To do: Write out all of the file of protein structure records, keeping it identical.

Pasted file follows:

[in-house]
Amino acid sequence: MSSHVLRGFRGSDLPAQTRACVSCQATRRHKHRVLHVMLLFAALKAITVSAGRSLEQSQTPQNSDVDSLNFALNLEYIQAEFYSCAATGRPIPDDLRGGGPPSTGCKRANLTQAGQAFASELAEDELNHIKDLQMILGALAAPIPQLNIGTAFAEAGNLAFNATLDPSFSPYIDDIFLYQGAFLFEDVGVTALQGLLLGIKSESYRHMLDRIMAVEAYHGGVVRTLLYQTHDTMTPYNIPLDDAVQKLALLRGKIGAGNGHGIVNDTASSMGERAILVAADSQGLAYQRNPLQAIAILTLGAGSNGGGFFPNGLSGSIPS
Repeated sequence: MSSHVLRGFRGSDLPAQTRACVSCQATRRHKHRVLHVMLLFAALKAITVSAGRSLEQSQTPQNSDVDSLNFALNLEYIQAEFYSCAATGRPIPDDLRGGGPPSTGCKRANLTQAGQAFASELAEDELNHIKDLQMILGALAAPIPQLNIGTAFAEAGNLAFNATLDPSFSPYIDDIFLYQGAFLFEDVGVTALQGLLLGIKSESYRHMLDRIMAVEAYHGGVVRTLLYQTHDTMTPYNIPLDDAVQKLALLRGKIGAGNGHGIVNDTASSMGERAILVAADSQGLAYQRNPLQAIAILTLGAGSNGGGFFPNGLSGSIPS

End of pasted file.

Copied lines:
[in-house]
Amino acid sequence: MSSHVLRGFRGSDLPAQTRACVSCQATRRHKHRVLHVMLLFAALKAITVSAGRSLEQSQTPQNSDVDSLNFALNLEYIQAEFYSCAATGRPIPDDLRGGGPPSTGCKRANLTQAGQAFASELAEDELNHIKDLQMILGALAAPIPQLNIGTAFAEAGNLAFNATLDPSFSPYIDDIFLYQGAFLFEDVGVTALQGLLLGIKSESYRHMLDRIMAVEAYHGGVVRTLLYQTHDTMTPYNIPLDDAVQKLALLRGKIGAGNGHGIVNDTASSMGERAILVAADSQGLAYQRNPLQAIAILTLGAGSNGGGFFPNGLSGSIPS
Repeated sequence: MSSHVLRGFRGSDLPAQTRACVSCQATRRHKHRVLHVMLLFAALKAITVSAGRSLEQSQTPQNSDVDSLNFALNLEYIQAEFYSCAATGRPIPDDLRGGGPPSTGCKRANLTQAGQAFASELAEDELNHIKDLQMILGALAAPIPQLNIGTAFAEAGNLAFNATLDPSFSPYIDDIFLYQGAFLFEDVGVTALQGLLLGIKSESYRHMLDRIMAVEAYHGGVVRTLLYQTHDTMTPYNIPLDDAVQKLALLRGKIGAGNGHGIVNDTASSMGERAILVAADSQGLAYQRNPLQAIAILTLGAGSNGGGFFPNGLSGSIPS